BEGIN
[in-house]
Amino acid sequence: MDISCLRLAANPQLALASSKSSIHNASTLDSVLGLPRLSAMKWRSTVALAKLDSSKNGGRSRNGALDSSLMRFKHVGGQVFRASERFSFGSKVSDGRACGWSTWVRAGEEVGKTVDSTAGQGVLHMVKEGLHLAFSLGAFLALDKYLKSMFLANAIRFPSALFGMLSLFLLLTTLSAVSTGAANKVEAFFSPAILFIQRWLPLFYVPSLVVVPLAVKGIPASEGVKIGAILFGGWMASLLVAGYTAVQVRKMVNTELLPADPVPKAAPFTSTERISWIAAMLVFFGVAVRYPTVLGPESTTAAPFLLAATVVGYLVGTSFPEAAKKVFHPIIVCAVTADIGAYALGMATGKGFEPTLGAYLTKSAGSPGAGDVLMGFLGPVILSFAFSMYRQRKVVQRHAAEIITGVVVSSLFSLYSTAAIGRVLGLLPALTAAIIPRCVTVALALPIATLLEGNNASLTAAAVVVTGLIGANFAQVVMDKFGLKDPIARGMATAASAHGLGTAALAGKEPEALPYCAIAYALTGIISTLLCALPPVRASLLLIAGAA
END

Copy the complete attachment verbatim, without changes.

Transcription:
[in-house]
Amino acid sequence: MDISCLRLAANPQLALASSKSSIHNASTLDSVLGLPRLSAMKWRSTVALAKLDSSKNGGRSRNGALDSSLMRFKHVGGQVFRASERFSFGSKVSDGRACGWSTWVRAGEEVGKTVDSTAGQGVLHMVKEGLHLAFSLGAFLALDKYLKSMFLANAIRFPSALFGMLSLFLLLTTLSAVSTGAANKVEAFFSPAILFIQRWLPLFYVPSLVVVPLAVKGIPASEGVKIGAILFGGWMASLLVAGYTAVQVRKMVNTELLPADPVPKAAPFTSTERISWIAAMLVFFGVAVRYPTVLGPESTTAAPFLLAATVVGYLVGTSFPEAAKKVFHPIIVCAVTADIGAYALGMATGKGFEPTLGAYLTKSAGSPGAGDVLMGFLGPVILSFAFSMYRQRKVVQRHAAEIITGVVVSSLFSLYSTAAIGRVLGLLPALTAAIIPRCVTVALALPIATLLEGNNASLTAAAVVVTGLIGANFAQVVMDKFGLKDPIARGMATAASAHGLGTAALAGKEPEALPYCAIAYALTGIISTLLCALPPVRASLLLIAGAA